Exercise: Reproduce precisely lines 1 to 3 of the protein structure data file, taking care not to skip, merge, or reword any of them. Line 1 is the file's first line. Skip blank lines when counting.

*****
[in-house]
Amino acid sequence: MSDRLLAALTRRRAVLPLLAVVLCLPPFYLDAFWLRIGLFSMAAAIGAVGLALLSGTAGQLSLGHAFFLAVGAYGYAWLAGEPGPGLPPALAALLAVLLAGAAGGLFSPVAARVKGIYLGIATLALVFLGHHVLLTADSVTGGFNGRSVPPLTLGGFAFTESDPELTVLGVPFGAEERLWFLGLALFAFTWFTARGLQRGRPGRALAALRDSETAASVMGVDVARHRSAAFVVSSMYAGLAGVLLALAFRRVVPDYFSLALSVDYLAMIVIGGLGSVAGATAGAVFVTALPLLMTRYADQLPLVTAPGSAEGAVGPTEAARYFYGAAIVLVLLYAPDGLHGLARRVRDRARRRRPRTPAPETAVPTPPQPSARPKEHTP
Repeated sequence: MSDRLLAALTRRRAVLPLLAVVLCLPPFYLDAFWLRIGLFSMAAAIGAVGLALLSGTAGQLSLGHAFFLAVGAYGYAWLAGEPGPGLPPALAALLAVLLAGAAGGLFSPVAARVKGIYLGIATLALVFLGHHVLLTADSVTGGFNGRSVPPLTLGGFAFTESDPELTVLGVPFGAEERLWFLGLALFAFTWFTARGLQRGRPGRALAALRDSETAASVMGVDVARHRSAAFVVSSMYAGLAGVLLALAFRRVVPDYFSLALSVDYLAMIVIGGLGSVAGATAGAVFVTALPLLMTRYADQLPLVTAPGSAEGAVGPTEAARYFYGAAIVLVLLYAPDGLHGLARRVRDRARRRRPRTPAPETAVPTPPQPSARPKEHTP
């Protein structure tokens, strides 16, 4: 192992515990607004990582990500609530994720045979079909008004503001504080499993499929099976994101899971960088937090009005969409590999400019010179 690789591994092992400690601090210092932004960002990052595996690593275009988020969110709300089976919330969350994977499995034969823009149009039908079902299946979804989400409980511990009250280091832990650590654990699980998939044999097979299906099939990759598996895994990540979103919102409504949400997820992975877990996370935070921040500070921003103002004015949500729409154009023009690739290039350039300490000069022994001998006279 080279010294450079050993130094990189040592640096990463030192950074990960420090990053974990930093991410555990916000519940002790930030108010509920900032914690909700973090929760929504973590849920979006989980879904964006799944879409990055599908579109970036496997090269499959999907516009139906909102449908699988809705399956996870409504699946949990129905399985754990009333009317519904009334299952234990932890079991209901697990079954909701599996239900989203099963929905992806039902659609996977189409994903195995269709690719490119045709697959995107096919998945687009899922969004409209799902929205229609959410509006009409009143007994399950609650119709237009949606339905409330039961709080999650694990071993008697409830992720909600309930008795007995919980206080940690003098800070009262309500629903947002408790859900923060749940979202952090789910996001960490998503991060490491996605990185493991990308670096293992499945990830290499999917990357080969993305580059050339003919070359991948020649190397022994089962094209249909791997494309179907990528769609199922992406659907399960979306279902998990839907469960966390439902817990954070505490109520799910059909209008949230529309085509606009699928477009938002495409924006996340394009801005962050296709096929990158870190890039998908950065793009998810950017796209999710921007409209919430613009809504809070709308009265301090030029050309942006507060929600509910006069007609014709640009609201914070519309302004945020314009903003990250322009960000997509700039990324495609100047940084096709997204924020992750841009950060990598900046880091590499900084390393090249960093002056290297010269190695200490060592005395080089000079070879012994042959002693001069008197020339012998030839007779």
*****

[in-house]
Amino acid sequence: MSDRLLAALTRRRAVLPLLAVVLCLPPFYLDAFWLRIGLFSMAAAIGAVGLALLSGTAGQLSLGHAFFLAVGAYGYAWLAGEPGPGLPPALAALLAVLLAGAAGGLFSPVAARVKGIYLGIATLALVFLGHHVLLTADSVTGGFNGRSVPPLTLGGFAFTESDPELTVLGVPFGAEERLWFLGLALFAFTWFTARGLQRGRPGRALAALRDSETAASVMGVDVARHRSAAFVVSSMYAGLAGVLLALAFRRVVPDYFSLALSVDYLAMIVIGGLGSVAGATAGAVFVTALPLLMTRYADQLPLVTAPGSAEGAVGPTEAARYFYGAAIVLVLLYAPDGLHGLARRVRDRARRRRPRTPAPETAVPTPPQPSARPKEHTP
Repeated sequence: MSDRLLAALTRRRAVLPLLAVVLCLPPFYLDAFWLRIGLFSMAAAIGAVGLALLSGTAGQLSLGHAFFLAVGAYGYAWLAGEPGPGLPPALAALLAVLLAGAAGGLFSPVAARVKGIYLGIATLALVFLGHHVLLTADSVTGGFNGRSVPPLTLGGFAFTESDPELTVLGVPFGAEERLWFLGLALFAFTWFTARGLQRGRPGRALAALRDSETAASVMGVDVARHRSAAFVVSSMYAGLAGVLLALAFRRVVPDYFSLALSVDYLAMIVIGGLGSVAGATAGAVFVTALPLLMTRYADQLPLVTAPGSAEGAVGPTEAARYFYGAAIVLVLLYAPDGLHGLARRVRDRARRRRPRTPAPETAVPTPPQPSARPKEHTP